It had tried burrowing itself face-first into a pile of garbage, perhaps during a storm, and then died there, legs splayed, ribs poking through matted flesh. Kids, particularly boys, have a special way of bouncing back from the grotesque, or even conforming the grotesque to their tolerability level. The fawn only really became their pet postmortem. Bruno says they visited it regularly. They would record the daily decaying changes to its body. Its flesh grew thinner. Flies ate out its eyes and laid maggots, until the sockets were squirming white pools of mush. The skin around its teeth deteriorated, so it was always smiling like some obtuse death mask. Its bones started to show through, chalk-pallored, with tendons still dangling. Consequently, Bruno and Ismael observed their own bony arms with new awe, realizing how akin to the deer they were after hair and skin were removed, after nature’s embellishments were stripped away and only the scaffolding stood.

A short time later, the boys returned to find clumps of gray fur ensnarled on the jagged fence hole. They proceeded to the fawn, found that it had been disturbed, violated, scattered in the night, its bones cast every which way, the last of its rancid flesh gnawed by some sufficiently desperate coyote. I’m told they then gathered the bones, as many as they could find, and had a proper burial for the fawn—there in that miraculous junkyard, which had the faculty to become anywhere, even an uncharted planet, even the afterlife.


I have just walked in and set my keys on the table when the phone rings. It is my brother, Gavin, calling me for the second time in the space of a month, which is probably a new record. The first time was in light of the Orlando massacre. The time before that had to be seven months earlier, when fourteen people were slaughtered by two Islamic radicals in a San Bernardino office shooting. In light of this trend, my first words when I answer are, “No bad news, Woody. My head can’t take it tonight.” Woody is a nickname I saddled him with ages ago, after pointing out that his clipped laugh resembled Woody the Woodpecker’s. He has since outgrown the laugh but not the nickname.

“Okay, how does good news sound for a change?”

“Far more tolerable.” I walk over to a paint-chipped hutch, grab a bottle of Tullamore Dew, and pour two fingers in a glass.

“You’re talking to the new Head Sergeant of Milwaukee’s Gang Violence Unit.”

“Fuckin’ A.” I pause for a moment with the bottle at half tilt. “You got the promotion.”

“Don’t sound so surprised.” He laughs his vigorous new grown-up laugh, a disarming laugh that makes people jump and join in, even if they haven’t been paying attention.

“Congratulations,” I say, carrying my drink to the sofa. “You’ve got the cojones for it. I know you’ll do the gig justice. Me, I’ve already gotten too complacent here in my little hole in the wall. Those gang bangers would smell cow shit on me a block away.”

“Well, if you ever change your mind, I could use a good man like you,” he says in an ironic voice.

“Fuck that.”

“Technically, I’m still operating under Captain Dreiser.”

“He’s just there to shake the Mayor’s hand when you do your job well.” I conjure up a portrait of the Captain, a true chameleon of a man, which made him suspect to his peers. But then he was never trying to impress his peers. As much as people like to think policing is a team sport, most of the time you’re lucky if one able comrade has your back. The rest is ego driving you along. The will to live, compounded, in Dreiser’s case, by the will to dictate. “So when are we getting tore up on North Ave. to celebrate?” I ask.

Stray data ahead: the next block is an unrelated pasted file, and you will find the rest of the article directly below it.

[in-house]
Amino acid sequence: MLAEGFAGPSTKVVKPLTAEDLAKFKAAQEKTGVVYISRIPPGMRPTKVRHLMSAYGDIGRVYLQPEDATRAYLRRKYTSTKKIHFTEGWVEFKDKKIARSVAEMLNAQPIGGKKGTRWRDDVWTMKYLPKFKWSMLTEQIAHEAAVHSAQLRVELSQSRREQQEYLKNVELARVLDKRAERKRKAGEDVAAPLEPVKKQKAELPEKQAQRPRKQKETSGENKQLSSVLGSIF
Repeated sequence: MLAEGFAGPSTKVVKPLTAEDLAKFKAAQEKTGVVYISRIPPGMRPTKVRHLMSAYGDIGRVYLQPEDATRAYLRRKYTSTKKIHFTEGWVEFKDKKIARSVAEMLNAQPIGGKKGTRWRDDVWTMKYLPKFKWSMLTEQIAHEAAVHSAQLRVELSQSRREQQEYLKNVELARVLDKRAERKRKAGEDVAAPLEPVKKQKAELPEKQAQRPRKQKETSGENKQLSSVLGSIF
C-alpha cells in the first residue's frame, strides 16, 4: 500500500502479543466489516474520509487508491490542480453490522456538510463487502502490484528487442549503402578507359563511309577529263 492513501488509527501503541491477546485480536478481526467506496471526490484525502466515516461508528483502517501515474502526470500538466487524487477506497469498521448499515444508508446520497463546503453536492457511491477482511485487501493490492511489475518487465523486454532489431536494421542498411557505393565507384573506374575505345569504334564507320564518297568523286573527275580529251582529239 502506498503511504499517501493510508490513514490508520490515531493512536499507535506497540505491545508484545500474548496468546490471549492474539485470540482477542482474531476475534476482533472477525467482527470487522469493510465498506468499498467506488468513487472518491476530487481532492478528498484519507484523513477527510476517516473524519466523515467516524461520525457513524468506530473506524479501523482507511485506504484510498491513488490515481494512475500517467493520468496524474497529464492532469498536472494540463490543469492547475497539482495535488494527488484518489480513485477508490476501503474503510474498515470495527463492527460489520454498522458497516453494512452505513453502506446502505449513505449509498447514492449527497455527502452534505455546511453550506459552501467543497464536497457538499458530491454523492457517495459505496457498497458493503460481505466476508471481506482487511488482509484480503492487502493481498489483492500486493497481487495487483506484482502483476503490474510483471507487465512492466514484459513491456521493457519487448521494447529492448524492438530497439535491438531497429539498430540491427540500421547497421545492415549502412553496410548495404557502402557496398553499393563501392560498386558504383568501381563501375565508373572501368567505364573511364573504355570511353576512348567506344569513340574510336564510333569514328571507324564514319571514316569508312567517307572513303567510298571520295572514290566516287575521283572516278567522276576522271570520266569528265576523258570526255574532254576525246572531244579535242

“Some of the boys are taking me out for steaks at The Shamrock on Friday. Drinks to follow. Let me put it this way, either you’re there or I sic the Spanish Cobras on you.”

“You had me at steaks. Text me the details so I won’t forget them.”

“Roger that.” I can hear him talking around a toothpick, that’s how well I know him. He probably just enjoyed a gourmet spread that evening prepared by his doting wife. I can picture him reclined in his La-Z-Boy, belt unbuckled, in his refurbished Victorian down in the Bayview district. “So what’s new with you?” he asks. “I literally have no clue. I can’t even stalk you on Facebook because you refuse to embrace the 21st century. I know more about distant cousins than I do you. For example, Monica had a baby. Did you know that?”

Monica Monica?” I say incredulously, after racking my brain for a moment. “Garrett’s little ape? Isn’t she like twelve years old?”

“She was ten years ago,” he says.

“Jesus, I am out of touch.”

“You act like Judson Bottom is light years away. You’ve made the trip in forty minutes on that piglet of yours.”

I want to tell him. I can feel the pressure welling up in my lungs, an unquenchable breath. But Wojcik and I agreed not thirty minutes ago that we wouldn’t say a word to anyone, not even other officers, out of respect for the family. Secrets are notoriously short-lived in Judson Bottom. Tonight, probably at this moment, the Chief will be getting in touch with the FBI. The whole town is about to be turned on its head.

I say, “What’s new? Oh, not a hell of a lot. Most violent crimes here are committed against cattle.”

We laugh over that. He asks about Bruno. Then the conversation turns to sports. Who do you like in the draft pick? A predictable route. Suddenly feeling restless, I get off the couch and pace around the room, drink in hand. In the background of the call I can hear television, a car alarm going off in the street, a street which bears no resemblance to mine. The kids have burnt the last of their sparklers and the fireworks display is over. Outside my window stands a solitary lamp post vomiting a cone of light.

I roll the Irish whiskey over my tongue and close my eyes, relegating Gavin’s voice to the back burner, picturing stone castles, emerald isles, breakers crashing against rough plummeting cliffs. This is only an ideal painted in my head by calendar snapshots and travel shows. I’ve never been to Ireland, never even been to Europe, something I’d be more reticent to admit in Milwaukee, whereas here I can wear it as a badge of provincial fidelity. I suppose I’d be sorely disillusioned to get off the plane and find the same stench of dung had followed me on saltier winds.